See, it has everything to do with Christ and nothing to do with me.  That’s what makes grace so outlandish really.  The One who deserved blessing received wrath so that we might share in glory.  How could anything we do ever compare to that gift?

May you know, confidently and completely, that God is not angry with you.  May you stand boldly in the truth that there is now therefore no condemnation for those who are in Christ Jesus.  May you be empowered by the knowledge that God’s wrath was satisfied by Christ’s willing and chosen sacrifice on your behalf.  May you wrestle and struggle with these facts and may coming to believe them reassure you that who you are is not defined by what you do.  

Thursday, July 23, 2015

Junk in the Trunk

Recently I’ve been dealing with some junk.  Some human junk.  Because I’m human and we humans
have quite a bit of junk, don’t we?  We have quite a bit of junk and we bump into one another and get each other’s junk on us and then we have more junk between each other because of the other’s junk! Confused yet?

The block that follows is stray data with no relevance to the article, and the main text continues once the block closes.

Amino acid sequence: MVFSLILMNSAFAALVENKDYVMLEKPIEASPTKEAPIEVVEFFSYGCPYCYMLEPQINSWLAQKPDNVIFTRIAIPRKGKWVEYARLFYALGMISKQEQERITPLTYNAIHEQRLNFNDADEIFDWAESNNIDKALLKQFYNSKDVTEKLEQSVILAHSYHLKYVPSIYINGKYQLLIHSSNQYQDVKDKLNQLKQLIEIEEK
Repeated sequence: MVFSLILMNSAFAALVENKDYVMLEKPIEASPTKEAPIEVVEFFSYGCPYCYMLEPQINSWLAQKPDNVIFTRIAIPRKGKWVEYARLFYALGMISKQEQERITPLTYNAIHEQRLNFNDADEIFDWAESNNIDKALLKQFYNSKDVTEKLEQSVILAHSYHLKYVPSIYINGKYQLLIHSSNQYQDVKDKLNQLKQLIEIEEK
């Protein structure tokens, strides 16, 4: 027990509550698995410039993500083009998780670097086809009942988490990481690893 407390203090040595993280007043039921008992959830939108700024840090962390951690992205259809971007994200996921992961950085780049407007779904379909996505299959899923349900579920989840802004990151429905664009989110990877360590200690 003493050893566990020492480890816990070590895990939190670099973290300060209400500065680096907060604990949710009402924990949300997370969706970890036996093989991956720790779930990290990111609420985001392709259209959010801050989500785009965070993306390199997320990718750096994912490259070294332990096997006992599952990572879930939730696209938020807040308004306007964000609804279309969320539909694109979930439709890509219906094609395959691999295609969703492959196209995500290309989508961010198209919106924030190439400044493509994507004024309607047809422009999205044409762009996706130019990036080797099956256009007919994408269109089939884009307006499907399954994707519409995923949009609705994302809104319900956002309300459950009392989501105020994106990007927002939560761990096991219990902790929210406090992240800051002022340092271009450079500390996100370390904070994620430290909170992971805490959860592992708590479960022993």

So I have some junk.  Some of it is my own junk and some of it is junk that got tossed on me from junky people that strolled through my life at some point.  Recently in my counseling sessions I’ve had to dig up and deal with some especially gross junk.  This is junk that I had buried so deep and had ignored for so long that it seriously stank up my world when I dragged it out.  Now, this particular junk is some that I have because someone hurt me.  Someone I loved and trusted hurt me deeply.

This junk is especially cumbersome and the longer I hang on to it the more it seems to spread and create mold and infection in other otherwise junk free parts of my life.  Now, I could easily get rid of this junk.  I’d just have to, you know, forgive the person that has hurt me the most in my life, no big deal, right?  Wrong.  There’s this war inside me where on one side of the battlefield is this desperate desire for freedom and release from the hurt of the memory and on the other side is this deep need for justice and punishment for the hurter.  And so I hold tightly to my hatred and anger thinking that it somehow gives me control over the junk.